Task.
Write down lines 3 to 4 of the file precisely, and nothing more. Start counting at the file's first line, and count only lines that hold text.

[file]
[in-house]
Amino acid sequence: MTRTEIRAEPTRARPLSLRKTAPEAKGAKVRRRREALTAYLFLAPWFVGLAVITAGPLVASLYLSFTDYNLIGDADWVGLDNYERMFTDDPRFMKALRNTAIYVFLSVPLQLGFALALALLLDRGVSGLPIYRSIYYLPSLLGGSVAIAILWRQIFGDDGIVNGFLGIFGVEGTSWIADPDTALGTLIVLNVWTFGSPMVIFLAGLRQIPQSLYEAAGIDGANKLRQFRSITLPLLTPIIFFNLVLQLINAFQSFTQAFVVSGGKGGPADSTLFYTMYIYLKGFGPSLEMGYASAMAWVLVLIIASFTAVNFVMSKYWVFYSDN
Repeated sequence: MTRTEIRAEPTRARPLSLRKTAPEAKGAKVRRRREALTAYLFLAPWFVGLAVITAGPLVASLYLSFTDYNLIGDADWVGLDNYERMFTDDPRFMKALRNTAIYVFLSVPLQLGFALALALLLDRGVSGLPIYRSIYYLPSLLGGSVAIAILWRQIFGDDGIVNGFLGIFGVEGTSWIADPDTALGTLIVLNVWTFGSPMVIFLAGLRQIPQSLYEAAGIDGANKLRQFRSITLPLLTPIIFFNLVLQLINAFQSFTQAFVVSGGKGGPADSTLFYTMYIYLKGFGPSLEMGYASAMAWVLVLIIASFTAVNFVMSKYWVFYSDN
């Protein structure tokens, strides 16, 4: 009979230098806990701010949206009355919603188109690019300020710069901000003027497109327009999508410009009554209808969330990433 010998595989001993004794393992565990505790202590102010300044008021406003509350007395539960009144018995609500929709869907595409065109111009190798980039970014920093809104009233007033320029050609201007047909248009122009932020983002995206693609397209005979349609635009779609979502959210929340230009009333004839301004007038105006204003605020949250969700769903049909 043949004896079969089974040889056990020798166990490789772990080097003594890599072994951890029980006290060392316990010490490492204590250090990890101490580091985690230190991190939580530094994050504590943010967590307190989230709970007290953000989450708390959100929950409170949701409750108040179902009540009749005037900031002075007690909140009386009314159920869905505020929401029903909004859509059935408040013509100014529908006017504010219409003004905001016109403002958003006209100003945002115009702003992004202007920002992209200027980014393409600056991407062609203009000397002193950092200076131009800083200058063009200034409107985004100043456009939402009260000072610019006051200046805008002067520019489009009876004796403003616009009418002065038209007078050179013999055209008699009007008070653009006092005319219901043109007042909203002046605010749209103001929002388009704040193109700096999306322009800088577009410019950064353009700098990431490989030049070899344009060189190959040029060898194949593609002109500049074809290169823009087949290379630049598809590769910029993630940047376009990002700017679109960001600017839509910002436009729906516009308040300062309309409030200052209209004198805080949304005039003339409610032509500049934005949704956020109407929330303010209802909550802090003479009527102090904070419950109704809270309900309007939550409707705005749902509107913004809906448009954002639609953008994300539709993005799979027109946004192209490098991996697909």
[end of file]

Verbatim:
Repeated sequence: MTRTEIRAEPTRARPLSLRKTAPEAKGAKVRRRREALTAYLFLAPWFVGLAVITAGPLVASLYLSFTDYNLIGDADWVGLDNYERMFTDDPRFMKALRNTAIYVFLSVPLQLGFALALALLLDRGVSGLPIYRSIYYLPSLLGGSVAIAILWRQIFGDDGIVNGFLGIFGVEGTSWIADPDTALGTLIVLNVWTFGSPMVIFLAGLRQIPQSLYEAAGIDGANKLRQFRSITLPLLTPIIFFNLVLQLINAFQSFTQAFVVSGGKGGPADSTLFYTMYIYLKGFGPSLEMGYASAMAWVLVLIIASFTAVNFVMSKYWVFYSDN
């Protein structure tokens, strides 16, 4: 009979230098806990701010949206009355919603188109690019300020710069901000003027497109327009999508410009009554209808969330990433 010998595989001993004794393992565990505790202590102010300044008021406003509350007395539960009144018995609500929709869907595409065109111009190798980039970014920093809104009233007033320029050609201007047909248009122009932020983002995206693609397209005979349609635009779609979502959210929340230009009333004839301004007038105006204003605020949250969700769903049909 043949004896079969089974040889056990020798166990490789772990080097003594890599072994951890029980006290060392316990010490490492204590250090990890101490580091985690230190991190939580530094994050504590943010967590307190989230709970007290953000989450708390959100929950409170949701409750108040179902009540009749005037900031002075007690909140009386009314159920869905505020929401029903909004859509059935408040013509100014529908006017504010219409003004905001016109403002958003006209100003945002115009702003992004202007920002992209200027980014393409600056991407062609203009000397002193950092200076131009800083200058063009200034409107985004100043456009939402009260000072610019006051200046805008002067520019489009009876004796403003616009009418002065038209007078050179013999055209008699009007008070653009006092005319219901043109007042909203002046605010749209103001929002388009704040193109700096999306322009800088577009410019950064353009700098990431490989030049070899344009060189190959040029060898194949593609002109500049074809290169823009087949290379630049598809590769910029993630940047376009990002700017679109960001600017839509910002436009729906516009308040300062309309409030200052209209004198805080949304005039003339409610032509500049934005949704956020109407929330303010209802909550802090003479009527102090904070419950109704809270309900309007939550409707705005749902509107913004809906448009954002639609953008994300539709993005799979027109946004192209490098991996697909």